toward us, then we should act fairly and justly toward them. We are simply to do as we
would be done by.
In every matter of deal between men, the conduct of each is a fair transcript of his
character. If a man is upright in the sight of God, his dealings will be upright in the
sight of his fellow men. His integrity is not a matter of doubt; it shines forth as purest
gold refined by fire. Has he money for which he has no immediate use? He does not take
advantage of the necessities of his poorer brother to require more than a fair
compensation. He will not require exorbitant interest because he can take advantage of the
situation. A truly honest man will never take advantage of the distress of another to add
to his own store; for in the end it would be a great loss. As far as principle is
concerned, it would be just as criminal in the sight of God as for him to enter his
neighbour's house and steal so much gold or silver. The customs and maxims of the world
are not to be our criterion, unless by the Word of God we can prove them to be right.
"He that is faithful in that which is least is faithful also in much; and he that is
unjust in the least is unjust also in much." Luke 16:10. It is not the greatness or
insignificance of an action that makes it honest or dishonest. God requires that in all
our transactions we pursue the straight line of duty.
If we have but little time, let us improve that little earnestly. The Bible assures us
that we are in the Great Day of Atonement. The typical Day of Atonement was a day when all
Israel afflicted their souls before God, confessed their sins, and came before the Lord
with contrition of soul, remorse for their sins, genuine repentance, and living faith in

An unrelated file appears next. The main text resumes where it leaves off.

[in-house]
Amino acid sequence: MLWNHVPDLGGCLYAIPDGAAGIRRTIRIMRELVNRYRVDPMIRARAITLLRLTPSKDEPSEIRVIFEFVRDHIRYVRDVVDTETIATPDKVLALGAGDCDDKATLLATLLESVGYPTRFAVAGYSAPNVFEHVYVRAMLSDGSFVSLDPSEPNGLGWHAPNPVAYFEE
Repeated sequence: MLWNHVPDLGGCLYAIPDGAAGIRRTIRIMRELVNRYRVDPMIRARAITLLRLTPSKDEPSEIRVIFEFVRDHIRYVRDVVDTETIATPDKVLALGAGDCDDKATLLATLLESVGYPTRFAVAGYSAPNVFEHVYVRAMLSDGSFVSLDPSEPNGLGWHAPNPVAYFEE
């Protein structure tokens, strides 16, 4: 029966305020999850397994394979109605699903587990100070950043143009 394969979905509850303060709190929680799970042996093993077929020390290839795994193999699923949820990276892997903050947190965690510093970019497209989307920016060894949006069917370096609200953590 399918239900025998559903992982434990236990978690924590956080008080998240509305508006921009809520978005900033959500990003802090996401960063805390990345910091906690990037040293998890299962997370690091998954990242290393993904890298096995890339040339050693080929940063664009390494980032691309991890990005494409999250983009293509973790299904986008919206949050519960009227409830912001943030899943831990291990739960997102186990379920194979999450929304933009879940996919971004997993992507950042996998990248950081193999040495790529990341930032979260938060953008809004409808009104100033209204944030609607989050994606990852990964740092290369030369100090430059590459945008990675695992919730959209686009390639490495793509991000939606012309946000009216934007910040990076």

the atoning sacrifice.
If there have been difficulties, brethren and sisters--if envy, malice, bitterness,
evil surmisings, have existed, confess these sins, not in a general way, but go to your
brethren and sisters personally. Be definite. If you have committed one wrong and they
twenty, confess that one as though you were the chief offender. Take them by the hand, let
your heart soften under the influence of the Spirit of God, and say, "Will you
forgive me? I have not felt right toward you. I want to make right every wrong, that
naught may stand registered against me in the books of heaven. I must have a clean
record." Who, think you, would withstand such a movement as this? There is too much
coldness and indifference--too much of the "I don't care" spirit--exercised
among the professed followers of Christ. All should feel a care for one another, jealously
guarding each other's interests. "Love one another." John 13:34. Then we should
stand a strong wall against Satan's devices. Amid opposition and persecution we would not
join the vindictive ones, not unite with the followers of the great rebel, whose special
work is to accuse the brethren, to defame and cast stain upon their characters.
Let the remnant of this year be improved in destroying every fibre of the root of
bitterness, burying them in the grave with the old year. Begin the new year with more
tender regard, with deeper love, for every member of the Lord's family. Press together.
"United, we stand; divided, we fall." Take a higher, nobler stand than you ever
Many appear to be steadfast in the truth, firm, decided on every point of our faith;
yet there is a great lack in them--the tenderness and love which marked the character of
the great Pattern. If a brother errs from the truth, if he falls into temptation, they
make no effort to restore him in meekness, considering themselves lest they also be
tempted. They seem to regard it as their special work to climb upon the judgement seat and
condemn and disfellowship. They do not obey God's word, which says, "Ye which are
spiritual, restore such an one in the spirit of meekness." Galatians 6:1. The spirit
of this passage is altogether too rare in our churches. It is the lack of it that shuts
out the Spirit of God from the heart, from the home, from the church. Shall we not
henceforth practice the Bible plan of restoring erring ones in the spirit of meekness?